“It’s imperative the team tasked with choosing a new ERP system collaborate with senior leadership team or a member of the C-suite, where one individual from [the] executive team can serve as the sponsor and internal champion of the project to streamline approvals and break down internal silos,” says Rick Hymer, vice president, North America service line leader, packaged based solutions, Capgemini.
5. Develop a roadmap. “A roadmap not only ensures a smooth process, but it shows financial stakeholders when the implementation will start, the cost and when they can expect to start seeing benefits,” says Ramesh Iyanswamy, global head of SAP HANA, Tata Consultancy Services. “Roadmaps help manage large, complex technology and business process transformations in a series of well-defined phases, and help take control of cost planning. [Use the] roadmap [to] phase deployment over a period of shorter go lives, spreading out the cost over years.”
“It is critical to establish a well-defined footprint for your ERP implementation,” says Bos. “Define the functional areas of your organization that will be both affected and unaffected by the ERP system. For the affected areas of the organization, detail the ERP functionality that will be deployed and the business case for expected improvements,” he suggests. “Once this is complete, it is critical to exercise strong control over the scope of the project. Changing the scope of an ERP system should be a difficult process.”
“Putting together a detailed roadmap that outlines what steps the business needs to take before transitioning to the new system will help pinpoint potential ramifications and identify ways in which to mitigate those speedbumps from the get go,” says Hymer.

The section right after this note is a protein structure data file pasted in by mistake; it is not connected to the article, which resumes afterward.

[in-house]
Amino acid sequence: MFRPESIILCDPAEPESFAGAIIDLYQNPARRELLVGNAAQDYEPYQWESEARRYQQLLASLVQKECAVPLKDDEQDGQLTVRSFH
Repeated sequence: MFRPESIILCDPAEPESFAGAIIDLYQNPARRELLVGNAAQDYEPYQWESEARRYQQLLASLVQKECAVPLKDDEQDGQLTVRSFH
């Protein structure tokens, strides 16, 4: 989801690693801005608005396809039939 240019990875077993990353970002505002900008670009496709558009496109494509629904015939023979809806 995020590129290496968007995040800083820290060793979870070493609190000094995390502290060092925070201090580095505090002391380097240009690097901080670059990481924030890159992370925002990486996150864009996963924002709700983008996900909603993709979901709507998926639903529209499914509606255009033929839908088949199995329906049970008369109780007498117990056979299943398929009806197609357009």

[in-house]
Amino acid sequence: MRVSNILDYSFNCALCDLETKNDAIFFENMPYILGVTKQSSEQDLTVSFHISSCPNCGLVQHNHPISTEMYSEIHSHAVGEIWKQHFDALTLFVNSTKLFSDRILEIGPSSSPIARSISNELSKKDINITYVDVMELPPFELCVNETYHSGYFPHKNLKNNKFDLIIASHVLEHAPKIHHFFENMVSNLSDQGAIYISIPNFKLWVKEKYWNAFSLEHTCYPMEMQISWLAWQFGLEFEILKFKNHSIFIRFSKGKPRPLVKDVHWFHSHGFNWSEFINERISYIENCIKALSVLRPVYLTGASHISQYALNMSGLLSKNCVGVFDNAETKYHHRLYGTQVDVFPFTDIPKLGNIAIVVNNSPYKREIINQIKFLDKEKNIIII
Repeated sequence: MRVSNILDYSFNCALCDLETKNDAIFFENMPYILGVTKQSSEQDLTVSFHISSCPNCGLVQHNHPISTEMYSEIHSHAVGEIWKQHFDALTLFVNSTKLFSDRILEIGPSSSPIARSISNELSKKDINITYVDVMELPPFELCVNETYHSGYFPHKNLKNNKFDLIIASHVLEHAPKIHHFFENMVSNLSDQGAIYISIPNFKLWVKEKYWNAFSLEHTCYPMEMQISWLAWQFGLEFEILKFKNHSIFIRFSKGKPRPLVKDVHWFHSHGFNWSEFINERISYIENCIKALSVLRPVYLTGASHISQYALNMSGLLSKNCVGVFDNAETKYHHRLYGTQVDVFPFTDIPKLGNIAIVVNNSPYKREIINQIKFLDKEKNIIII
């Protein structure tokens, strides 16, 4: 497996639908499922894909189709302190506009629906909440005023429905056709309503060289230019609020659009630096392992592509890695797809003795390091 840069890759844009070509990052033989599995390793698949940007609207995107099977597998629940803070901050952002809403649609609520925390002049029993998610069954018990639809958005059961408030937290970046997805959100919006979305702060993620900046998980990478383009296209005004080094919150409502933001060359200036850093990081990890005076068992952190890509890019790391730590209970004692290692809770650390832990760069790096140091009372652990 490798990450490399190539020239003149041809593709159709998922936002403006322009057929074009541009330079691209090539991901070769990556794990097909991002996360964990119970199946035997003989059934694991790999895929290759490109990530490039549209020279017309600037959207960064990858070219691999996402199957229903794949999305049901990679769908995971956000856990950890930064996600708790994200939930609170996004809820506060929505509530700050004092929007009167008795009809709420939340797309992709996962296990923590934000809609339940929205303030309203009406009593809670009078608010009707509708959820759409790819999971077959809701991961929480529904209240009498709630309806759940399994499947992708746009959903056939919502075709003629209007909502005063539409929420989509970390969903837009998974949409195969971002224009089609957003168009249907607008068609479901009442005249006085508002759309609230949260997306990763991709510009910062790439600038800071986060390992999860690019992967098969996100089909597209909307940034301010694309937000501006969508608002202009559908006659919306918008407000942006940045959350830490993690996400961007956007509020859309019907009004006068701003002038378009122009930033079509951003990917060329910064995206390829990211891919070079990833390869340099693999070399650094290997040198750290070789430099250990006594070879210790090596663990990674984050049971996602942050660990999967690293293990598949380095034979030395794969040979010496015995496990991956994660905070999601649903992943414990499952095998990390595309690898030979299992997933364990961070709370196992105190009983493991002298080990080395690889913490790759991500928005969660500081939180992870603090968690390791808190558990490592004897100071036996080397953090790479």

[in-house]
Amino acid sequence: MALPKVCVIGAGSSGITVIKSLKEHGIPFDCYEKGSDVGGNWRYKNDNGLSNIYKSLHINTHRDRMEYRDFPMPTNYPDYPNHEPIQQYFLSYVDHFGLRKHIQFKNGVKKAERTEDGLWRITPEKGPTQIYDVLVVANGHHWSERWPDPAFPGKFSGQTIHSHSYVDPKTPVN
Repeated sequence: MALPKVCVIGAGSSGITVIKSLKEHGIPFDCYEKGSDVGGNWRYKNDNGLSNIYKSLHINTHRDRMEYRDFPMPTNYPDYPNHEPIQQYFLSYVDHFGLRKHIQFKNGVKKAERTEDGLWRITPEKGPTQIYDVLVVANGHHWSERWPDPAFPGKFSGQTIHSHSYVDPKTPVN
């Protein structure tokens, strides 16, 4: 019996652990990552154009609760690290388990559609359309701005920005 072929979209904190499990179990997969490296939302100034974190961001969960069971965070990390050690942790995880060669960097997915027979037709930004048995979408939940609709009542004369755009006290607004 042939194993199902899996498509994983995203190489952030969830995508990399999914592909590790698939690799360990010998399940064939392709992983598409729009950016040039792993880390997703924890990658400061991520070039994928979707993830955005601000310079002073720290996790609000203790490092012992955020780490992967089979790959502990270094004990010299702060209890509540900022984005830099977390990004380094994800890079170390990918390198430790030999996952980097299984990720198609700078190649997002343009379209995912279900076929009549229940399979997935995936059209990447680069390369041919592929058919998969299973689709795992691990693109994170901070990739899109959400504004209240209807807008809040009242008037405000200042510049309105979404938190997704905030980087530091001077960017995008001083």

6. Establish a cross-functional team to oversee implementation. To help smooth the implementation process, companies should set up an interdepartmental implementation team. “This team should be made up of individuals [from different departments,] such as accounting, operations, information technology, payroll, human resources, purchasing, service and inventory,” says Heminger. “The team needs decision-making authority and a clear escalation path when facing decisions beyond their authority.”
“By building a cross-functional team, companies not only improve the likelihood that all areas of the business are addressed, but also help create buy-in that can drive the overall project’s success,” says Christine Hansen, senior manager, product marketing, Epicor Software Corporation. “All cross-functional teams should include certain key organizational functions such as project management, IT and executive management.”
7. Deploy the ERP one module at a time (not all at once). “For example, implement your accounting applications first, such as your general ledger, payables and receivables,” says Allan Alutalu, a project manager for Fujitsu Consulting. “Once those modules are up and running, implement your other modules, such as HR and payroll. Then implement your satellite modules and other add-ons. Many organizations have failed [in] their ERP implementations by using the big bang approach and attempting to convert all their systems to the ERP all at once – a big, costly mistake.”
8. Don’t skimp on training. “The most critical element of an ERP rollout is the people,” says Curtis Thornhill, CEO, Apt Marketing Solutions. “Create a full plan to train and onboard stakeholders. Ensuring implementation resources remain assigned for the first six weeks is essential to supporting end-users, managing change requests and addressing points of failure. Appreciable support is the most important factor for ensuring successful adoption of a new ERP system.”
“Make a solid investment in training,” says Hansen. “This is another key element to successful ERP deployments and should not be overlooked. If employees are undertrained, they will often fail to take full advantage of the tools they’ve been given, and can become frustrated, abandoning the system and resorting to manual workarounds that drain time and resources and create islands of information,” she explains. Therefore, it’s important to create “a training program that is appropriate to each user’s role within the company, with specific goals and outcomes defined.”